Let's be clear... anywhere else in the world, it would be called the Pirate Party... but Dotcom is already in a power of sh*t with the FBI, so that name was out of the question. If you look at the history of pirate parties in Europe, they tend to last one electoral cycle and get swept aside, because they don't manage to broaden their agenda or acquire wider legitimacy. But the essential questions they raise are very important ones, not at all trivial. And by starting out as part of a broader alliance, Dotcom has a chance to make his mark. NZ needs a party to the left of Labour (why should the right wingers get all the fun?), and this Mana/Internet tie-up looks like a historic opportunity. And if it doesn't work... they will be out in 2017. But I trust Laila to build something that will last.
I just love this election, so full of twists and turns and unexpected surprises. Its going to be a wild ride.
I am not convinced IP/Mana will fit neatly onto the old Left/Right spectrum. Actually I am hopeful we are seeing something else emerging here.
When the IP first approached Mana it seemed a somewhat cynical move but like any party its a bunch of human beings and I wonder what influence the shear human power of the maori world had on the Internet Party people . To emerse yourself in even a part of that world can be a moving experiance - life changing for some. Humanising the digital world with maori wairua seems like a creative way to evolve a something new in the political world. Hell lets face it parliament needs humanising it can be a disgusting little fight pit at times.
If it’s not Laila Harre in the end, then the media have just done a Dewey Defeats Truman.
Believe me when I say there are those of us who have nightmares involving that very image.
it can be a disgusting little fight pit at times.
I am doing quite a bit of phone canvassing at the moment. It stands out how many people who don't vote or don't support any party follow up with a complaint about how politicians behave, usually mentioning behaviour in the House.
Three of the top four potential IP/Mana candidates haven't been MPs for a while (or ever) and Hone prefers to campaign outside the house, so that would be a plus for them.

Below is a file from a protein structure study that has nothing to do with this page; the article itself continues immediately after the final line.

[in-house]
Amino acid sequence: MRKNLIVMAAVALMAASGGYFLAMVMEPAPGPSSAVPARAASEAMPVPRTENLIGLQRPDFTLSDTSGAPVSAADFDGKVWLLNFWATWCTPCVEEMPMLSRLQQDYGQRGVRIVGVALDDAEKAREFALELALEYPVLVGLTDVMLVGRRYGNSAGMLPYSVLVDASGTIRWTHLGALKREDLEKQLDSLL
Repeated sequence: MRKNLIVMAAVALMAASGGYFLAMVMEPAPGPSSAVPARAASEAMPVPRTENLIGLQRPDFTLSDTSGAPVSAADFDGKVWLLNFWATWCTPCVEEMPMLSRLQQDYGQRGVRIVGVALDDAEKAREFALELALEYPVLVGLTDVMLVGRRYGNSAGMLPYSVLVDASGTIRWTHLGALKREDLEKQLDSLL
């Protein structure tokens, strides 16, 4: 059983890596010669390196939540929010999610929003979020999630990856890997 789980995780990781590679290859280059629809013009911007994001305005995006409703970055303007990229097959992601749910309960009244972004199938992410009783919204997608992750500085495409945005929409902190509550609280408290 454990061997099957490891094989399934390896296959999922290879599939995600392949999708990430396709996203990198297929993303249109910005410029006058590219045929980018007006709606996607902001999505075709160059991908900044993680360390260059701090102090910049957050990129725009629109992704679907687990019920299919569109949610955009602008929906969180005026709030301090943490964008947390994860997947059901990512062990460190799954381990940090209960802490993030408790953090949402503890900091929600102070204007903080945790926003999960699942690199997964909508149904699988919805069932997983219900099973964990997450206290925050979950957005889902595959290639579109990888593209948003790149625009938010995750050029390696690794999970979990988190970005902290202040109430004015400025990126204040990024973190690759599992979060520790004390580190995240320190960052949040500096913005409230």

drop kick right in front...
Here’s a wild punt. Brendan Horan.
The Weather Underground reveals its hand...
And a weird, petulant editorial from this morning’s Herald. The author doesn’t understand extradition law and can’t even spell Harre’s name correctly.
Another Roughan Special?
Another Roughan Special?
Possibly Fran. Although bizarre "I can see into the minds of non-voters" part near the end is Roughanesque.
I am not convinced IP/Mana will fit neatly onto the old Left/Right spectrum.
Do you expect them to fit worse than The Greens or Maori do?
I think that's a complaint like "National doesn't fit neatly into the communist-fascist continuum" or "Labour doesn't fit neatly into the green-brown spectrum". Yup, it's sort of relevant but it's not a prime focus of the party so they're likely to make decisions that range over the spectrum.
That said, I agree with Mr Geddis that it would be hard for ManIP to side with National.
Another consequence of the IP getting involved is to damp the perception that Mana was specifically a Maori political party. Its just that Maori don't do so good under right wing governments just like anyone else that who for what ever reason, has no capital or high income earning capacity. The alliance might also raise questions about some of the patronizing commentary on how the Maori electorate shouldn’t be getting above there station, in time. Which is what Hone has been aiming for.
I wonder if this party might not wind up pulling in a few of the less hardcore libertarians?
It's definitely not a world-view that I share but I've always felt they were really underserved in terms of both ACT and national (and obviously the conservatives weren't going to help).
It is a grubby deal, made all the worse by the fact Harawira holds the Te Tai Tokerau seat – a Maori seat.
Patrick Gower said that and this on the 3 news web sight.
The Maori seats are special. They have a unique constitutional role which is to give the Tangata Whenua a place of their own in the New Zealand Parliament.
Which is what I mean about patronizing commentary.
"Let’s be clear… anywhere else in the world, it would be called the Pirate Party… but Dotcom is already in a power of sh*t with the FBI, so that name was out of the question."
The name Pirate Party has already been used in NZ. Not actually a registered party at the moment though they say that they are working on it. They did have candidates in the 2011 General Election in a few electorates and also in the 2011 Botany by-election.
Coat-tails... Well, I can see a scenario where the campaign catches fire, for Mana as well as for Internet, and they get, say, four Maori seats, 4% of the list vote... and Laila doesn't even make it into parliament. That would still be an excellent result, but not really the one Dotcom's paying for. Another scenario : a couple of Maori seats, and Laila and John Minto off the list. Would they dissolve the grouping, as they claim, six weeks after the election, leaving Laila as sole Internet MP? I think not. Laila would function as an additional Mana MP (while still defending the Internet issues, no problem there). And when the coat-tails thing bites the dust, as it must, there is a strong enough Mana brand, to the left of Labour, to survive in the longer term.
I'd point out that Dunne and Banks aren't actually exploiting the "coat-tails rule" as neither of their vestigial parties gain enough votes for a second MP (and Dunne doesn't have enough for a first, I think).
What they are tending to do is exploit the "affiliated parties" loophole where a party in loose alliance with another can have candidates (Dunne & Banks) whose seats are not added in to National's total when calculating the latter's list seats. Thus National has two more seats than they would have if Dunne & Banks were National MPs.